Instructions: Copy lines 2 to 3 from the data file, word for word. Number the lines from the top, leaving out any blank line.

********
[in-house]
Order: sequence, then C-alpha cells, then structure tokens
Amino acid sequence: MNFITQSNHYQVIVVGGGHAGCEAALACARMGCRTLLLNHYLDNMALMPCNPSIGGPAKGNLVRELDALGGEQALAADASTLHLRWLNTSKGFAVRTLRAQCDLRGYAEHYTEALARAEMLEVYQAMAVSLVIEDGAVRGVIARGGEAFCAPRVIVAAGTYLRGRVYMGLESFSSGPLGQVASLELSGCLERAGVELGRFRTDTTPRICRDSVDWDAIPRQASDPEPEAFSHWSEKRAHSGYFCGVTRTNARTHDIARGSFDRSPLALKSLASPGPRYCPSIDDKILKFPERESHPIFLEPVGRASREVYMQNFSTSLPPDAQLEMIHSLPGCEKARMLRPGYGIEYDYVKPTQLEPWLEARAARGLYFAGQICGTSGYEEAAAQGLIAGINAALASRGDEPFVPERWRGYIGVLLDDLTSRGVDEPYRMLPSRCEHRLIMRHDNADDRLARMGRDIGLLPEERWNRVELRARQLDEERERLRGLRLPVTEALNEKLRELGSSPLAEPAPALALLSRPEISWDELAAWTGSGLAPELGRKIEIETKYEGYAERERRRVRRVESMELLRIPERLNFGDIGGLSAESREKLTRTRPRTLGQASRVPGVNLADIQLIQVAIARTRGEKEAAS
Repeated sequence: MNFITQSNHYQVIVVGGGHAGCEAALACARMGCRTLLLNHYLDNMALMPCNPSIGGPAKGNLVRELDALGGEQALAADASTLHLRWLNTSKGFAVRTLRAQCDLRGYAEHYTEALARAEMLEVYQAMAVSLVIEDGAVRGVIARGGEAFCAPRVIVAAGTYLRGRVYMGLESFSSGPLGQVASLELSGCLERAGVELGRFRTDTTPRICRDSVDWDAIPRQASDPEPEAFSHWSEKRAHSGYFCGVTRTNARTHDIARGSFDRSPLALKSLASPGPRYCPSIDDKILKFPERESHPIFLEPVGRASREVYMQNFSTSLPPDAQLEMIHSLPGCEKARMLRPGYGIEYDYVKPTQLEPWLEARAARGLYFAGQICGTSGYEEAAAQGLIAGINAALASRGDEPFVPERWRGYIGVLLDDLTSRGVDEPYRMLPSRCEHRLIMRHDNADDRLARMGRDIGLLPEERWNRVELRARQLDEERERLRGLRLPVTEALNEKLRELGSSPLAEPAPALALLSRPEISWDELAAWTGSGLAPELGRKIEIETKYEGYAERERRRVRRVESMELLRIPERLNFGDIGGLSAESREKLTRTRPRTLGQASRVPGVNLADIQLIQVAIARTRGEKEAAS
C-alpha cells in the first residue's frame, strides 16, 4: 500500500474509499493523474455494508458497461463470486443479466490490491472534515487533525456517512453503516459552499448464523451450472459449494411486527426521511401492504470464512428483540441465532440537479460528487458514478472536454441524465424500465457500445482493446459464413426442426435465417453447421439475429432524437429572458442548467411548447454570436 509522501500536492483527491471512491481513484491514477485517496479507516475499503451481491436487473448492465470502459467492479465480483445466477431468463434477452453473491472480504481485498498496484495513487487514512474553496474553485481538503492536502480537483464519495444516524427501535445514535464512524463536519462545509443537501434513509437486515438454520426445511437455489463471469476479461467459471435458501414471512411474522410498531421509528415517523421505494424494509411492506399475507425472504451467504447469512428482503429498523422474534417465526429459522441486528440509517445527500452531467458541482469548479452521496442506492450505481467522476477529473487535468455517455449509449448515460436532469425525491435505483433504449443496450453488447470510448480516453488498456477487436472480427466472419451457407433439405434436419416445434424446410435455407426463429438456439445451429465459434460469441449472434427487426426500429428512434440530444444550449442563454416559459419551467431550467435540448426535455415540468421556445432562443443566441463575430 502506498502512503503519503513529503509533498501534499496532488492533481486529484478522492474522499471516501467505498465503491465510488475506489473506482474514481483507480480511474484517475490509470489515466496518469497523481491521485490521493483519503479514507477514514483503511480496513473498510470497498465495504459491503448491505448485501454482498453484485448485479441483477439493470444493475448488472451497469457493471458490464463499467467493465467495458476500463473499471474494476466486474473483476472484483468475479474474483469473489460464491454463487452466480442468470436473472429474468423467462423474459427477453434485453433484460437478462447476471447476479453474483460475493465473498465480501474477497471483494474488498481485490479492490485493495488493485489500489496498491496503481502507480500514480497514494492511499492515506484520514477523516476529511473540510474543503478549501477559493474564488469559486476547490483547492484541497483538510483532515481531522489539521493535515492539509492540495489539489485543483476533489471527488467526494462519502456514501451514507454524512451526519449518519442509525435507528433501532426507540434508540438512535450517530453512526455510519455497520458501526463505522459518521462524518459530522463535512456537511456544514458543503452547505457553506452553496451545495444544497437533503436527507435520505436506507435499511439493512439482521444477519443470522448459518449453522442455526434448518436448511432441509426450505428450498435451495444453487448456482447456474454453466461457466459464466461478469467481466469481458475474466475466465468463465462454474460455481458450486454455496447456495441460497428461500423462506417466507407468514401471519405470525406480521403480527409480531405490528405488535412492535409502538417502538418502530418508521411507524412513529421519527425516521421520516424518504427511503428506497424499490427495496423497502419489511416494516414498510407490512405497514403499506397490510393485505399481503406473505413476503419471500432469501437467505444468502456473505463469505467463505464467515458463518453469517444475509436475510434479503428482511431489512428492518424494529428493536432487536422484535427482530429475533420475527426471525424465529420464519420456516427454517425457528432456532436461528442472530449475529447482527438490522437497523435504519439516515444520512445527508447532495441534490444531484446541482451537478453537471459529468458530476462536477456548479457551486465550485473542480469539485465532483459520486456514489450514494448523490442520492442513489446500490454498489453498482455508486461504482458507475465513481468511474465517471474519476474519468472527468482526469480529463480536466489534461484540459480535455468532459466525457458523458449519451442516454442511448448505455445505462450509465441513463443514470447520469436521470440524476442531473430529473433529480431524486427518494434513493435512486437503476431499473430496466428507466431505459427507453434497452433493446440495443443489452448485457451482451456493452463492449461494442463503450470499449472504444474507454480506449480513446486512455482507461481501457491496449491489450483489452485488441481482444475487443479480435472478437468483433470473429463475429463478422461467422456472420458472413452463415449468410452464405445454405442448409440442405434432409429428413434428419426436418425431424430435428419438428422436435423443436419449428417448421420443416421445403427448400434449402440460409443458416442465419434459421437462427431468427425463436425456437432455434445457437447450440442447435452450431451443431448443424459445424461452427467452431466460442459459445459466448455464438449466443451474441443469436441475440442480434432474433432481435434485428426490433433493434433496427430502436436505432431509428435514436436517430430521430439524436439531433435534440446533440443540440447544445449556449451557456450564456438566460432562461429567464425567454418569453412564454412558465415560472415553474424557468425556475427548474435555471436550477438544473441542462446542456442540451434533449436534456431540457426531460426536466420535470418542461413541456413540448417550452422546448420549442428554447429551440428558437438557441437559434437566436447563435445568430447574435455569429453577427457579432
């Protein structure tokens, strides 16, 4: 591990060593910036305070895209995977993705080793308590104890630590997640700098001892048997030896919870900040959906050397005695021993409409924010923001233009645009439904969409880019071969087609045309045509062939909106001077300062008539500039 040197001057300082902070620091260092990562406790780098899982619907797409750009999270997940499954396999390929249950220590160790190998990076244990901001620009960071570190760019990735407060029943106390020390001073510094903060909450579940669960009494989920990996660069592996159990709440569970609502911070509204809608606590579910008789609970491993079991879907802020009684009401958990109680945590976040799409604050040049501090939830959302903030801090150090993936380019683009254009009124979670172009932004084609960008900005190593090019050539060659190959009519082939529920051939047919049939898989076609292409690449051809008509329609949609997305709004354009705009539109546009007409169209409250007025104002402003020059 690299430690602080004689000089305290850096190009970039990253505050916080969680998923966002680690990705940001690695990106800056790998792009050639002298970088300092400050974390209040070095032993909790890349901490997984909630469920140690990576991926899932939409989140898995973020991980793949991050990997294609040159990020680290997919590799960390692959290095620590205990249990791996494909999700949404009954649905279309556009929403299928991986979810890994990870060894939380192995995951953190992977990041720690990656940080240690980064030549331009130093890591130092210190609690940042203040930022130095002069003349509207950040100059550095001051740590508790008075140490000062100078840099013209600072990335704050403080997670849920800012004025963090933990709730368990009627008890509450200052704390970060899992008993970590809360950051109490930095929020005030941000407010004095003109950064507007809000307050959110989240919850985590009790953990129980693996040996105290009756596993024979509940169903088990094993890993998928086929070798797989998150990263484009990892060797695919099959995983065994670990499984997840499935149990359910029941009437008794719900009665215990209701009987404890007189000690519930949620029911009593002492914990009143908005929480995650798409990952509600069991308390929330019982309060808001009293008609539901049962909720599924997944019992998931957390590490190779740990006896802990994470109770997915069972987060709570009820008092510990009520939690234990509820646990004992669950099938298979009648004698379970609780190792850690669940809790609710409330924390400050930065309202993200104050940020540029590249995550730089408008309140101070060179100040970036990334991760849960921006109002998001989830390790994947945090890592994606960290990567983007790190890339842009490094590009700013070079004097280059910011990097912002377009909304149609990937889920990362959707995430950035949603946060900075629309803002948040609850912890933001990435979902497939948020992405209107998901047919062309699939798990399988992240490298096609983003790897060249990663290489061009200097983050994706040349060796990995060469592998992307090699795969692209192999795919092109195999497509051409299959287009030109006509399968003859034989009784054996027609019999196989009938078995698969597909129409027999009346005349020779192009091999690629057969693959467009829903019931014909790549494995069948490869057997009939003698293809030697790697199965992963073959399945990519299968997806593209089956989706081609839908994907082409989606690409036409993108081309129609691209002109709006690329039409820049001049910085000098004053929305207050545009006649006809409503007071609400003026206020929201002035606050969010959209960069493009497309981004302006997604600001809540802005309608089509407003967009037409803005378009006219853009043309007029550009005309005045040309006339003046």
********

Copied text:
Order: sequence, then C-alpha cells, then structure tokens
Amino acid sequence: MNFITQSNHYQVIVVGGGHAGCEAALACARMGCRTLLLNHYLDNMALMPCNPSIGGPAKGNLVRELDALGGEQALAADASTLHLRWLNTSKGFAVRTLRAQCDLRGYAEHYTEALARAEMLEVYQAMAVSLVIEDGAVRGVIARGGEAFCAPRVIVAAGTYLRGRVYMGLESFSSGPLGQVASLELSGCLERAGVELGRFRTDTTPRICRDSVDWDAIPRQASDPEPEAFSHWSEKRAHSGYFCGVTRTNARTHDIARGSFDRSPLALKSLASPGPRYCPSIDDKILKFPERESHPIFLEPVGRASREVYMQNFSTSLPPDAQLEMIHSLPGCEKARMLRPGYGIEYDYVKPTQLEPWLEARAARGLYFAGQICGTSGYEEAAAQGLIAGINAALASRGDEPFVPERWRGYIGVLLDDLTSRGVDEPYRMLPSRCEHRLIMRHDNADDRLARMGRDIGLLPEERWNRVELRARQLDEERERLRGLRLPVTEALNEKLRELGSSPLAEPAPALALLSRPEISWDELAAWTGSGLAPELGRKIEIETKYEGYAERERRRVRRVESMELLRIPERLNFGDIGGLSAESREKLTRTRPRTLGQASRVPGVNLADIQLIQVAIARTRGEKEAAS